When making personnel decisions, such as hiring new employees, promoting current employees and, at times terminating employees, employers find it necessary to do background checks. Some of the things they look for on a background check is a person’s work history, education, criminal record, financial history, medical history, and social media information. Not only do they have the legal right to do so, but some occupations require background checks on applicants. However, there are laws and regulations governing the use of such information so that applicants are not discriminated against, or their employment rights violated based on what their background information reveals.

The Scott Law Firm is committed to providing employee focused legal assistance. The mission is to help individual employees without direct cost to them. Contact or call today for a case evaluation. 214-965-9675

Know Your Background Check Rights

It is illegal to check the background of applicants and employees when seeking a decision based on a person’s race, national origin, color, sex, religion, disability, or age. For example, asking only applicants of a certain race about their financial histories or criminal records is evidence of discrimination. All applicants should have the same background information requested to avoid discrimination. All applicants and employees have the right to know that a background investigation is being done on them. The employer should get the applicants written permission to do the background check and inform the applicant that they will notify them of the results. The applicant has the right to dispute the accuracy or completeness of the report and to get an additional free report from the reporting company within 60 days.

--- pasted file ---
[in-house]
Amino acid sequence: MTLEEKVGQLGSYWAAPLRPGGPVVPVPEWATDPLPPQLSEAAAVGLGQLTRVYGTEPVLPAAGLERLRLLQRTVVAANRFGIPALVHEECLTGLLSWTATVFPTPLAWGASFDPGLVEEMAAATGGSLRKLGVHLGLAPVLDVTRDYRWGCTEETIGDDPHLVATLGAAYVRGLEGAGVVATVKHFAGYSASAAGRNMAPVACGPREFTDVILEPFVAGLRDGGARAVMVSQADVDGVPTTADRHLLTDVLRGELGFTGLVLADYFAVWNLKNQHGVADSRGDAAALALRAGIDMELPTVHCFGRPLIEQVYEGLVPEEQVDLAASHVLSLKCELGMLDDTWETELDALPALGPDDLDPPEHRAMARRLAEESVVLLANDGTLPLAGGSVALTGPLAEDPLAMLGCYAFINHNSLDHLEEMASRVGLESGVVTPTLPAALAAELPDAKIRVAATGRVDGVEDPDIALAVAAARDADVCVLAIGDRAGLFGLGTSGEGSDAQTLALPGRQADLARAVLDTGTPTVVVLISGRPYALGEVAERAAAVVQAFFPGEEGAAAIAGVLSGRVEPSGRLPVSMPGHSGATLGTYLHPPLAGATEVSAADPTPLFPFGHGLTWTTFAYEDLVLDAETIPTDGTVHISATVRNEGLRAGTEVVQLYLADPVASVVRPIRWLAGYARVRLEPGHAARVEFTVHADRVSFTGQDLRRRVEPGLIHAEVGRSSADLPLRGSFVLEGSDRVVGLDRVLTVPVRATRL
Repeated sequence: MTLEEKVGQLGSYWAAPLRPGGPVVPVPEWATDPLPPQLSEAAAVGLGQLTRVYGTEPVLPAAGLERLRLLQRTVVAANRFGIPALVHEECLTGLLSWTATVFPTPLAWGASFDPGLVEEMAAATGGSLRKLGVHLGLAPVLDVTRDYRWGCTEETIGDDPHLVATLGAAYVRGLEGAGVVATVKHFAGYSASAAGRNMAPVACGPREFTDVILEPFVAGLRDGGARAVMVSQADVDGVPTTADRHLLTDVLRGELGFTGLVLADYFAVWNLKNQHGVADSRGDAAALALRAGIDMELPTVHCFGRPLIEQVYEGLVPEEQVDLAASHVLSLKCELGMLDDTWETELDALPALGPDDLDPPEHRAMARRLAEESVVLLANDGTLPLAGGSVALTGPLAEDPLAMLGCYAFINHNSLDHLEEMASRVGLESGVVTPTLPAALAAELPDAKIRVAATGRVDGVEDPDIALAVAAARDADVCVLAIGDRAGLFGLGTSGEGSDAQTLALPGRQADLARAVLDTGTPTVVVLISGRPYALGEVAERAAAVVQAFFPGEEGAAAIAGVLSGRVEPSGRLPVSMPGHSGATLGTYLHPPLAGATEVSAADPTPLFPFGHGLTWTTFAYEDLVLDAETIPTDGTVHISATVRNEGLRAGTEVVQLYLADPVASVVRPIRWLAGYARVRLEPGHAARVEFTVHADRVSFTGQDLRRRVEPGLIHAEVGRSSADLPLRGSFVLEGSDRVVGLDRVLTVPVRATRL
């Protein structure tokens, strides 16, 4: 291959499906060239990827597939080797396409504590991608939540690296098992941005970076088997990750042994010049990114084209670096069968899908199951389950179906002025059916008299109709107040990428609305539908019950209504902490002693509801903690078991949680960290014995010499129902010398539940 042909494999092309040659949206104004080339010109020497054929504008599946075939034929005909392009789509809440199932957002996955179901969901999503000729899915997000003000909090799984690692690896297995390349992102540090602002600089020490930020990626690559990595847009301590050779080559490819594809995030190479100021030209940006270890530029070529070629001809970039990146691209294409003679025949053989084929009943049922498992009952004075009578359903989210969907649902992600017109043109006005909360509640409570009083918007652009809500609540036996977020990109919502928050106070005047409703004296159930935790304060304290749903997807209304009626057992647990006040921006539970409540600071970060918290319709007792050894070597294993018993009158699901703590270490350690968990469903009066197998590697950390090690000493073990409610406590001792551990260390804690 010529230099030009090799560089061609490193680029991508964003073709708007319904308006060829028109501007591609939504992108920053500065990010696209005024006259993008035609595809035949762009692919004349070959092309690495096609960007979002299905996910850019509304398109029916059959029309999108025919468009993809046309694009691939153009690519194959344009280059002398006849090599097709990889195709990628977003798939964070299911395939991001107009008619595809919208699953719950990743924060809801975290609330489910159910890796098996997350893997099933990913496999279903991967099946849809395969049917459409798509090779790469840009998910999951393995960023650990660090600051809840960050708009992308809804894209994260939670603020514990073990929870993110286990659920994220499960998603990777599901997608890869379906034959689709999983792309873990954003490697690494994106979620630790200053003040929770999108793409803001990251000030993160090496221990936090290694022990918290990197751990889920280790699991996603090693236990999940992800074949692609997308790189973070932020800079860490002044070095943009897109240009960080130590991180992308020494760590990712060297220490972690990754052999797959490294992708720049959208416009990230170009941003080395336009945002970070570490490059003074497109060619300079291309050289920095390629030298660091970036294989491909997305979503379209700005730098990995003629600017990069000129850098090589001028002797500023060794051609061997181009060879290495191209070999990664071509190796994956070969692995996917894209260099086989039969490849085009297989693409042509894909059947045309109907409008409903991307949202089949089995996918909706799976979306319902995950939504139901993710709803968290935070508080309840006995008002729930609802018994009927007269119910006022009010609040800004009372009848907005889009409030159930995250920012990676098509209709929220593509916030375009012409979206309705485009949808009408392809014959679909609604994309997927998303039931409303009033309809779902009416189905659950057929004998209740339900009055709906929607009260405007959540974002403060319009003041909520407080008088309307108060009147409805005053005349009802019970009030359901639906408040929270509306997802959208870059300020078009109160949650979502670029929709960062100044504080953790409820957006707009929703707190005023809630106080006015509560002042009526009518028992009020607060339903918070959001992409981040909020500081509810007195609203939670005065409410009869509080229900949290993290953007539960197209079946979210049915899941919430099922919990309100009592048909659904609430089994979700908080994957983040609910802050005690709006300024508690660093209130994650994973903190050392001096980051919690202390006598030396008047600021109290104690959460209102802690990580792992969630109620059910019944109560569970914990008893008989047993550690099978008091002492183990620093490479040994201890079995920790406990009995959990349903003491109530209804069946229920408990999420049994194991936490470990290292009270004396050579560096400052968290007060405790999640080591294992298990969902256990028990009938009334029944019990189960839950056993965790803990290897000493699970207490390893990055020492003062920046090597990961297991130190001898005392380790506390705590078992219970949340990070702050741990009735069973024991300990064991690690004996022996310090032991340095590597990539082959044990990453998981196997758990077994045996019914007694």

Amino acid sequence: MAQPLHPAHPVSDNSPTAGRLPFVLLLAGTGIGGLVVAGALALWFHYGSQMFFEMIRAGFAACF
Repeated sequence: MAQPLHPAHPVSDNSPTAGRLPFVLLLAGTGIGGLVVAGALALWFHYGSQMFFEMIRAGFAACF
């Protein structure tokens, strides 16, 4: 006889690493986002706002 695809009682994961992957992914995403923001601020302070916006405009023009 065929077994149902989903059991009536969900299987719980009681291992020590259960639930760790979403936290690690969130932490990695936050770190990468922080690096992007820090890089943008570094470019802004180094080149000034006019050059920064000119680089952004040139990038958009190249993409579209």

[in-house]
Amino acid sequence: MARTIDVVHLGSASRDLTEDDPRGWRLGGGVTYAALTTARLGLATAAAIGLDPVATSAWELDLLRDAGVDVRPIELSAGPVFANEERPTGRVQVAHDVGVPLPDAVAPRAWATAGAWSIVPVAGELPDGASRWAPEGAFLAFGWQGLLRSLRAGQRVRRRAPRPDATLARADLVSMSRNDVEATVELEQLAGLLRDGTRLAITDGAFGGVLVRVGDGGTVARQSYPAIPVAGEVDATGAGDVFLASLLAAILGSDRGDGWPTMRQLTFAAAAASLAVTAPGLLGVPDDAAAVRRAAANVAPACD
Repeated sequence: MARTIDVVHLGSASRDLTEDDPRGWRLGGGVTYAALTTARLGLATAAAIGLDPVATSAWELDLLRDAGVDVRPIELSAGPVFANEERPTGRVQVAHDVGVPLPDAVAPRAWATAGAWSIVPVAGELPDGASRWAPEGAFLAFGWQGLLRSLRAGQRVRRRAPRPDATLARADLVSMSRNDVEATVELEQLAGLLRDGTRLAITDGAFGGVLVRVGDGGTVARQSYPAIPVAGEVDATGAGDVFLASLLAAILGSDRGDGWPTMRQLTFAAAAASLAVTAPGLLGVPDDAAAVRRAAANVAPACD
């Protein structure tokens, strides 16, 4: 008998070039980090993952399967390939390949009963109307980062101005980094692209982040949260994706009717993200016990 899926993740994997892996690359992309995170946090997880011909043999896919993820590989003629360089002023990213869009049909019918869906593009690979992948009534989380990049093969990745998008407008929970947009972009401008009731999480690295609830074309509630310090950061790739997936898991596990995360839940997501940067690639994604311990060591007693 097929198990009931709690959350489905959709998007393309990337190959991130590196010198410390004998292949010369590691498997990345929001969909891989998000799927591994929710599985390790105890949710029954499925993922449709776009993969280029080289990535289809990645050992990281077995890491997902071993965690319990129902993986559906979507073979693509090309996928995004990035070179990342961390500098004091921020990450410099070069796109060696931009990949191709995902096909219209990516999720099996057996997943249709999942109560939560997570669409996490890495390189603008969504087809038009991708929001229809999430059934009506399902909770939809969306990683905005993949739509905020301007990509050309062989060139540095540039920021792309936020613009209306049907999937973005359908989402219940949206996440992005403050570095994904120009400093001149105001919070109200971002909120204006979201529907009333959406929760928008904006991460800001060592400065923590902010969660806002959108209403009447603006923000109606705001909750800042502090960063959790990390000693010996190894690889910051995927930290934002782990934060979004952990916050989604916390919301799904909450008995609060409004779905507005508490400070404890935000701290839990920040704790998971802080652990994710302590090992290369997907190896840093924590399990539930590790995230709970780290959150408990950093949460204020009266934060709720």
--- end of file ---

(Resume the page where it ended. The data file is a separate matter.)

Criminal Background ChecksD_Best_2020

Most states have laws and regulations restricting an employer’s use of criminal records in making hiring decisions. When it comes to Texas law, most employers are limited to a seven-year criminal background check for positions paying under $ 75,000 annually. If the position pays more than $ 75,000 annually, employers can check the applicant’s criminal background back to the age of eighteen. Texas law does not require applicants to disclose the existence of any criminal records that have been expunged by a court order. The criminal records of minors are sealed and therefore, a background check will not reveal any criminal convictions prior to the applicant turning eighteen. If such information is discovered, it can not be used in hiring decisions.

Credit Checks

As-long-as there is consent from the applicant, under Federal law an employer may conduct a credit history check. An “Employment Credit Report” contains information regarding the applicant’s credit and payment history. Such credit reporting agencies are required to provide only relevant and accurate information and may not provide the applicants private information, such as credit score or account numbers. If an employer uses an applicant’s credit history to determine job placement, the applicant must be provided with a copy of the credit report, as well a written explanation of the effect it had on their decision to hire or not.

Employment History

In-order- to verify an applicant’s employment history, employers can conduct an employment history check to verify an applicant’s current or previous job status, job titles, salary, and tenure. Employers may also request information regarding the applicant’s reasons for separating from their current or previous employment. There are various agencies that provide this information, such as Equifax, TransUnion, and Experian, as well contacting the applicant’s previous employer. If a hiring decision is based on an employment verification report, the applicant is entitled to a copy of the report.

Use of Public Information

There are many forms of public information available to employers to use during their hiring processes, such as sex offender records, civil and criminal court records and any information that can be readily available on social networking sites, such as LinkedIn or Facebook. It is unlawful for employers to use public information to discriminate against applicants.
If you feel you have been discriminated against based on information obtained in your credit report, background check, or employment history, please contact the Scott Law Firm today to help you establish your case.